Small Business Development in the Czech Republic

By Defillippi, Robert | Review of Business, Spring 1995 | Go to article overview

Small Business Development in the Czech Republic


Defillippi, Robert, Review of Business


Western observers have collectively heralded the economic "miracle" within the Czech Republic, which currently boasts a balanced national budget, the lowest inflation and unemployment rates in post-communist Central and Eastern Europe, and a Standard and Poor's credit rating higher than that of Greece and much higher than any other post-communist economy (Economist, 22 October, 1994). A large majority of World Bank representatives surveyed in early 1994 identified the Czech Republic as the most promising post-communist country for foreign investment, and the European Bank for Reconstruction and Development (EBRD) rated the Czech Republic in 1993 and 1994 as satisfying more economic criteria for membership in the European Economic community than several of its current members (Economist, 22 October, 1994).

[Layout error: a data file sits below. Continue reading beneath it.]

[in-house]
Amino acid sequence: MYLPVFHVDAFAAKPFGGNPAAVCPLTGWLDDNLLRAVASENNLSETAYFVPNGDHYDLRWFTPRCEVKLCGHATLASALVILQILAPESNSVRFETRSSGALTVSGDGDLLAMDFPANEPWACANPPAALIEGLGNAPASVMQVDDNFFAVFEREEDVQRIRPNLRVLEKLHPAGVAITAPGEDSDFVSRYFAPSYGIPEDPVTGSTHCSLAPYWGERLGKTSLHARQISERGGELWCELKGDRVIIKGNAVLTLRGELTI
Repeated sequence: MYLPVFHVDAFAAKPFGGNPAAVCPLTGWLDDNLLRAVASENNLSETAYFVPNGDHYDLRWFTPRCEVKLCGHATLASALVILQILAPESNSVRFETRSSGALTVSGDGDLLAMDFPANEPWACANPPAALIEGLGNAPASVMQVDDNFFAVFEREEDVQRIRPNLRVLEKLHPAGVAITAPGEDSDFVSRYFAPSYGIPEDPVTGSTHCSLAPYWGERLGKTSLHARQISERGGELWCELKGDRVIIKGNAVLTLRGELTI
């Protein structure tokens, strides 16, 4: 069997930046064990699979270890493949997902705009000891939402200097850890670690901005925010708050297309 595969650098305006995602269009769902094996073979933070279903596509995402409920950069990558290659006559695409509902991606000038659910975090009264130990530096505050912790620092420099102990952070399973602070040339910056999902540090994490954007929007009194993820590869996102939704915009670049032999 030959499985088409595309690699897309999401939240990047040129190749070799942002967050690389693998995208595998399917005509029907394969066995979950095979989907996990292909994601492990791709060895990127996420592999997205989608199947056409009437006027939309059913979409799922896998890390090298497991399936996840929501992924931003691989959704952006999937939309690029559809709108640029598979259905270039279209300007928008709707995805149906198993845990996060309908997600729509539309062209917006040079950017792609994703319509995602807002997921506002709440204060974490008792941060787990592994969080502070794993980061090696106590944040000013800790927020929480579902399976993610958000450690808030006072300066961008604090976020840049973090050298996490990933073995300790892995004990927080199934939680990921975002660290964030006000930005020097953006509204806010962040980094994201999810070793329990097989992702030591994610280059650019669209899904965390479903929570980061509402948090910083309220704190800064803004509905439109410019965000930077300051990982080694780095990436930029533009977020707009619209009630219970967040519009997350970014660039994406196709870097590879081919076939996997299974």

Indeed, the Czech lands during the late 19th century produced 70% of the Austro-Hungarian empire's industrial output and, as recently as 1937, Czechoslovakia achieved a per capita income on par with France and higher than Italy or Austria. The Czechoslovak economy of the 1930s included more than 330,000 small firms employing between one and five people. However, no European country suffered a more thorough loss of small business enterprise than the Czech lands during the postwar years. What few vestiges of private enterprise still survived after the communist electoral victories in 1948 were eradicated after the Warsaw Pact's 1968 overthrow of the Dubcek government's "socialism with a human face." By the early 1970s the post Dubcek communist government had eliminated all forms of private enterprise and consolidated small firms into approximately 1500 state-owned enterprises and 750 state-owned commercial enterprises, the latter with an average firm size exceeding 2500 employees (Rondinelli, 1993). One measure of the economic cost of Communist rule was the relative decline in Czechoslovak income per capita, which by 1990 had fallen to only one-fifth that of Austria (Dyba and Svejnar, 1994).